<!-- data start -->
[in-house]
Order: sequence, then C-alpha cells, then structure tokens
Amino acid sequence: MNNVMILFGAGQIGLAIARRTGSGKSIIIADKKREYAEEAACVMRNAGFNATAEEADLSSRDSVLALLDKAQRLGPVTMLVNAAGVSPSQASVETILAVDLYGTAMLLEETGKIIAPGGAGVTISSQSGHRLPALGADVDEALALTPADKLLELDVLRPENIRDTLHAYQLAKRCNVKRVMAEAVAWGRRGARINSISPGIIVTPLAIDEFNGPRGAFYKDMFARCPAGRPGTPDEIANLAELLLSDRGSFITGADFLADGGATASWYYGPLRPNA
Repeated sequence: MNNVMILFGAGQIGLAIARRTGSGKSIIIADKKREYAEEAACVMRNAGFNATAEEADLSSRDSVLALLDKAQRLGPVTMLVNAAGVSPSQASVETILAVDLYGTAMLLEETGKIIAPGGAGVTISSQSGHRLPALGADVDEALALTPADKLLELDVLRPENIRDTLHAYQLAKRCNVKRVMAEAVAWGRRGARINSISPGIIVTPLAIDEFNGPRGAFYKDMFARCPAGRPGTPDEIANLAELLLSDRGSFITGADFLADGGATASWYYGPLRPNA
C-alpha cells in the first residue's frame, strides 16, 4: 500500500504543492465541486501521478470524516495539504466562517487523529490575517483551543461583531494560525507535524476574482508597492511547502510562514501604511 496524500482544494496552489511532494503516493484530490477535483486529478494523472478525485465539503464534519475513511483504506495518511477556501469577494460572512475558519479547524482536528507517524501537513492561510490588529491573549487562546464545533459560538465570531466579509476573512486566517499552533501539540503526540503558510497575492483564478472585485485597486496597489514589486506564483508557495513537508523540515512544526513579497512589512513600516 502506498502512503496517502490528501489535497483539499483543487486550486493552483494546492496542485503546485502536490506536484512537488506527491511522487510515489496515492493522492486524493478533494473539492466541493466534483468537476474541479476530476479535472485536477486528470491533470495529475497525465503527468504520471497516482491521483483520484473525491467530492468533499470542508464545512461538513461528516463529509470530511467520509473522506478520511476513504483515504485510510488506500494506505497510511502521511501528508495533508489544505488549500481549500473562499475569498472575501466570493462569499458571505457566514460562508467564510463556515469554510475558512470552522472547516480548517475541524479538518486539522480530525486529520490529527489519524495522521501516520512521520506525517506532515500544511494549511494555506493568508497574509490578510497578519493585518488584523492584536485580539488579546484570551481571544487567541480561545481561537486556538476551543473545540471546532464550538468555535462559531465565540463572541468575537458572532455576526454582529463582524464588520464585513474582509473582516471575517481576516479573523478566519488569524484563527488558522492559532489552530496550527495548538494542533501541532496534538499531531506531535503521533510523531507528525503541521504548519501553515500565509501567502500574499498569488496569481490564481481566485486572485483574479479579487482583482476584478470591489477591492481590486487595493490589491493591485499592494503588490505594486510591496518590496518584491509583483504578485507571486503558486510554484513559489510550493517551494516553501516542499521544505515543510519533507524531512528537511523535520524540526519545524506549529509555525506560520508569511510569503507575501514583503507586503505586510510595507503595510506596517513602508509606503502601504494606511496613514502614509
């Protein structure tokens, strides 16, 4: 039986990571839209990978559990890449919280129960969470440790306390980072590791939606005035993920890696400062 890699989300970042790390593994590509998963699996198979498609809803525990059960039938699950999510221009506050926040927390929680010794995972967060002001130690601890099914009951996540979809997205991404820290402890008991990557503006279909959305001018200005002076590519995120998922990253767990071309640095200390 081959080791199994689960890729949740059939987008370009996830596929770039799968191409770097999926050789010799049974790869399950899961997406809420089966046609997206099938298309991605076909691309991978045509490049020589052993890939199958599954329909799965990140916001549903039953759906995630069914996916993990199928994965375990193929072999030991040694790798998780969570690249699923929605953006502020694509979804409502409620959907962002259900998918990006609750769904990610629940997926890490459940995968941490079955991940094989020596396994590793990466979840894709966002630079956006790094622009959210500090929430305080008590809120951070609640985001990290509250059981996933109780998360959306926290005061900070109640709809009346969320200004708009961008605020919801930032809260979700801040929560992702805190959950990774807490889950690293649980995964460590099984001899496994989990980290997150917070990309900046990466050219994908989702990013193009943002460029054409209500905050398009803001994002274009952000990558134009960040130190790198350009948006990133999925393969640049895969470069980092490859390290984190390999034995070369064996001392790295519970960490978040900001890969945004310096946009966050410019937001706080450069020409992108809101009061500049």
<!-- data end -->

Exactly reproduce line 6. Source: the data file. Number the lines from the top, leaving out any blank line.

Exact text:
């Protein structure tokens, strides 16, 4: 039986990571839209990978559990890449919280129960969470440790306390980072590791939606005035993920890696400062 890699989300970042790390593994590509998963699996198979498609809803525990059960039938699950999510221009506050926040927390929680010794995972967060002001130690601890099914009951996540979809997205991404820290402890008991990557503006279909959305001018200005002076590519995120998922990253767990071309640095200390 081959080791199994689960890729949740059939987008370009996830596929770039799968191409770097999926050789010799049974790869399950899961997406809420089966046609997206099938298309991605076909691309991978045509490049020589052993890939199958599954329909799965990140916001549903039953759906995630069914996916993990199928994965375990193929072999030991040694790798998780969570690249699923929605953006502020694509979804409502409620959907962002259900998918990006609750769904990610629940997926890490459940995968941490079955991940094989020596396994590793990466979840894709966002630079956006790094622009959210500090929430305080008590809120951070609640985001990290509250059981996933109780998360959306926290005061900070109640709809009346969320200004708009961008605020919801930032809260979700801040929560992702805190959950990774807490889950690293649980995964460590099984001899496994989990980290997150917070990309900046990466050219994908989702990013193009943002460029054409209500905050398009803001994002274009952000990558134009960040130190790198350009948006990133999925393969640049895969470069980092490859390290984190390999034995070369064996001392790295519970960490978040900001890969945004310096946009966050410019937001706080450069020409992108809101009061500049």